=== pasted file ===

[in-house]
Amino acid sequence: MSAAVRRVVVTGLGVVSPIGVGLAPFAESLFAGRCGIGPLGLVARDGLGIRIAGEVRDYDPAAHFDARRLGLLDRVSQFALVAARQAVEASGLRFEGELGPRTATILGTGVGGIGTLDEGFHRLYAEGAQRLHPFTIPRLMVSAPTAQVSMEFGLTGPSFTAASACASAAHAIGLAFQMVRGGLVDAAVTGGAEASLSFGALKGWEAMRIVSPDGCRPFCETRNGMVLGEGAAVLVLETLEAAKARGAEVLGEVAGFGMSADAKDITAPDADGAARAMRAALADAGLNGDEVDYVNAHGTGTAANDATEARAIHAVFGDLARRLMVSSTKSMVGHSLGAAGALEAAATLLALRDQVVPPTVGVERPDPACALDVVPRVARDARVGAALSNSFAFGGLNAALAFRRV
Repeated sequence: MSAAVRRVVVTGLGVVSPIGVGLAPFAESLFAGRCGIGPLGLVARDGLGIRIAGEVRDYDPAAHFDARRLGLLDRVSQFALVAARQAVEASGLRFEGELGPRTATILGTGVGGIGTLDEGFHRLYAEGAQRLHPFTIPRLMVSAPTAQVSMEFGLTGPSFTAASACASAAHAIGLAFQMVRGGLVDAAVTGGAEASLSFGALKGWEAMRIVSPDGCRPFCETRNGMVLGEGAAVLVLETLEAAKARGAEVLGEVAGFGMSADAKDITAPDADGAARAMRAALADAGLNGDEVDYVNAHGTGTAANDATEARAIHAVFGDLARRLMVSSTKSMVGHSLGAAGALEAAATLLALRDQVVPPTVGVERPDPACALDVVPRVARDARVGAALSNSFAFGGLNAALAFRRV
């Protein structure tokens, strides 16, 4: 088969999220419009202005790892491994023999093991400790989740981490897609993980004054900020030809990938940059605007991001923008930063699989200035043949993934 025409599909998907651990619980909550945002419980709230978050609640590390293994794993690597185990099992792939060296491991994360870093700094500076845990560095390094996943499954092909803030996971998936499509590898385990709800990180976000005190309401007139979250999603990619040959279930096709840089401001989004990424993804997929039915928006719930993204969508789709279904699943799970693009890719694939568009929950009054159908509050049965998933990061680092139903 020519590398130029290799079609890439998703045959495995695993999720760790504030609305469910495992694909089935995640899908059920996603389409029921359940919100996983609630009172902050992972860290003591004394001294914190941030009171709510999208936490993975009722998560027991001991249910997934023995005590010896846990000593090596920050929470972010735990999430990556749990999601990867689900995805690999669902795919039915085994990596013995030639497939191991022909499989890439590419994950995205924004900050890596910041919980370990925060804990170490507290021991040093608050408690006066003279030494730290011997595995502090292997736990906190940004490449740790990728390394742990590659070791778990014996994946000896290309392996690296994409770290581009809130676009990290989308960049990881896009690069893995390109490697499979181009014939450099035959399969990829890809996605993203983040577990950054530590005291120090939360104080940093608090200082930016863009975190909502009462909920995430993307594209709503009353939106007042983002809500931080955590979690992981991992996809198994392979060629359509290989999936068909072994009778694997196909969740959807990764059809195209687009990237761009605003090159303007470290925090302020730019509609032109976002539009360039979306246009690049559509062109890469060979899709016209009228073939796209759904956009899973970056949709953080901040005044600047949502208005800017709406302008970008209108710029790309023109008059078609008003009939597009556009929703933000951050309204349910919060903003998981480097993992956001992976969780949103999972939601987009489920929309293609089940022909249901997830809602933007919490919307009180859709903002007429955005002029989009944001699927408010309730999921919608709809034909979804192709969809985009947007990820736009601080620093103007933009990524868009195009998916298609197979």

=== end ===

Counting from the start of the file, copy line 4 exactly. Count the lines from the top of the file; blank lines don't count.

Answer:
């Protein structure tokens, strides 16, 4: 088969999220419009202005790892491994023999093991400790989740981490897609993980004054900020030809990938940059605007991001923008930063699989200035043949993934 025409599909998907651990619980909550945002419980709230978050609640590390293994794993690597185990099992792939060296491991994360870093700094500076845990560095390094996943499954092909803030996971998936499509590898385990709800990180976000005190309401007139979250999603990619040959279930096709840089401001989004990424993804997929039915928006719930993204969508789709279904699943799970693009890719694939568009929950009054159908509050049965998933990061680092139903 020519590398130029290799079609890439998703045959495995695993999720760790504030609305469910495992694909089935995640899908059920996603389409029921359940919100996983609630009172902050992972860290003591004394001294914190941030009171709510999208936490993975009722998560027991001991249910997934023995005590010896846990000593090596920050929470972010735990999430990556749990999601990867689900995805690999669902795919039915085994990596013995030639497939191991022909499989890439590419994950995205924004900050890596910041919980370990925060804990170490507290021991040093608050408690006066003279030494730290011997595995502090292997736990906190940004490449740790990728390394742990590659070791778990014996994946000896290309392996690296994409770290581009809130676009990290989308960049990881896009690069893995390109490697499979181009014939450099035959399969990829890809996605993203983040577990950054530590005291120090939360104080940093608090200082930016863009975190909502009462909920995430993307594209709503009353939106007042983002809500931080955590979690992981991992996809198994392979060629359509290989999936068909072994009778694997196909969740959807990764059809195209687009990237761009605003090159303007470290925090302020730019509609032109976002539009360039979306246009690049559509062109890469060979899709016209009228073939796209759904956009899973970056949709953080901040005044600047949502208005800017709406302008970008209108710029790309023109008059078609008003009939597009556009929703933000951050309204349910919060903003998981480097993992956001992976969780949103999972939601987009489920929309293609089940022909249901997830809602933007919490919307009180859709903002007429955005002029989009944001699927408010309730999921919608709809034909979804192709969809985009947007990820736009601080620093103007933009990524868009195009998916298609197979």